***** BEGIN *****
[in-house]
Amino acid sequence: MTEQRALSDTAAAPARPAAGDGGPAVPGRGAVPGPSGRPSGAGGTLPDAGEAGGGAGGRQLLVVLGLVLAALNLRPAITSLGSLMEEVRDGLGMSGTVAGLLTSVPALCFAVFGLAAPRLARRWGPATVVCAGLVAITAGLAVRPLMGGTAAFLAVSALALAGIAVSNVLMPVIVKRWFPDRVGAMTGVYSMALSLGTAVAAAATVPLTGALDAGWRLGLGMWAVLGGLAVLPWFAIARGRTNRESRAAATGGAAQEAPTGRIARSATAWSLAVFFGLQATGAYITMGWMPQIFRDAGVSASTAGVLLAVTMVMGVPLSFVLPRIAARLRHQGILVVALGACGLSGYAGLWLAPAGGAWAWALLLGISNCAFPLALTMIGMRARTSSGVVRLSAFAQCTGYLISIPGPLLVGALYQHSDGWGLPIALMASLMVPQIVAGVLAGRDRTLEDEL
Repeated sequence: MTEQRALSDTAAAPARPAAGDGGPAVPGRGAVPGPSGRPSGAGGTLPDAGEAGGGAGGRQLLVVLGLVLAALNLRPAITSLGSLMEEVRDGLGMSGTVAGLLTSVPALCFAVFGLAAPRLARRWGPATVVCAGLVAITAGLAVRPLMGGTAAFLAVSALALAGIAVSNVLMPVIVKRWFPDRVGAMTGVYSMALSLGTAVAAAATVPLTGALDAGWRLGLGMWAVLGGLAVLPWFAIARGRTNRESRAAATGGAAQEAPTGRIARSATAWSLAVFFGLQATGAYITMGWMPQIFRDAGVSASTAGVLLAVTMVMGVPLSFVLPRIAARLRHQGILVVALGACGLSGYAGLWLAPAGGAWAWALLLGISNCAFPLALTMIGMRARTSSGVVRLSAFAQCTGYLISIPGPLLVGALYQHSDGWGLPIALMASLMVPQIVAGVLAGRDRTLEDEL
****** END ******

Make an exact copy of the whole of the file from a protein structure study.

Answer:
[in-house]
Amino acid sequence: MTEQRALSDTAAAPARPAAGDGGPAVPGRGAVPGPSGRPSGAGGTLPDAGEAGGGAGGRQLLVVLGLVLAALNLRPAITSLGSLMEEVRDGLGMSGTVAGLLTSVPALCFAVFGLAAPRLARRWGPATVVCAGLVAITAGLAVRPLMGGTAAFLAVSALALAGIAVSNVLMPVIVKRWFPDRVGAMTGVYSMALSLGTAVAAAATVPLTGALDAGWRLGLGMWAVLGGLAVLPWFAIARGRTNRESRAAATGGAAQEAPTGRIARSATAWSLAVFFGLQATGAYITMGWMPQIFRDAGVSASTAGVLLAVTMVMGVPLSFVLPRIAARLRHQGILVVALGACGLSGYAGLWLAPAGGAWAWALLLGISNCAFPLALTMIGMRARTSSGVVRLSAFAQCTGYLISIPGPLLVGALYQHSDGWGLPIALMASLMVPQIVAGVLAGRDRTLEDEL
Repeated sequence: MTEQRALSDTAAAPARPAAGDGGPAVPGRGAVPGPSGRPSGAGGTLPDAGEAGGGAGGRQLLVVLGLVLAALNLRPAITSLGSLMEEVRDGLGMSGTVAGLLTSVPALCFAVFGLAAPRLARRWGPATVVCAGLVAITAGLAVRPLMGGTAAFLAVSALALAGIAVSNVLMPVIVKRWFPDRVGAMTGVYSMALSLGTAVAAAATVPLTGALDAGWRLGLGMWAVLGGLAVLPWFAIARGRTNRESRAAATGGAAQEAPTGRIARSATAWSLAVFFGLQATGAYITMGWMPQIFRDAGVSASTAGVLLAVTMVMGVPLSFVLPRIAARLRHQGILVVALGACGLSGYAGLWLAPAGGAWAWALLLGISNCAFPLALTMIGMRARTSSGVVRLSAFAQCTGYLISIPGPLLVGALYQHSDGWGLPIALMASLMVPQIVAGVLAGRDRTLEDEL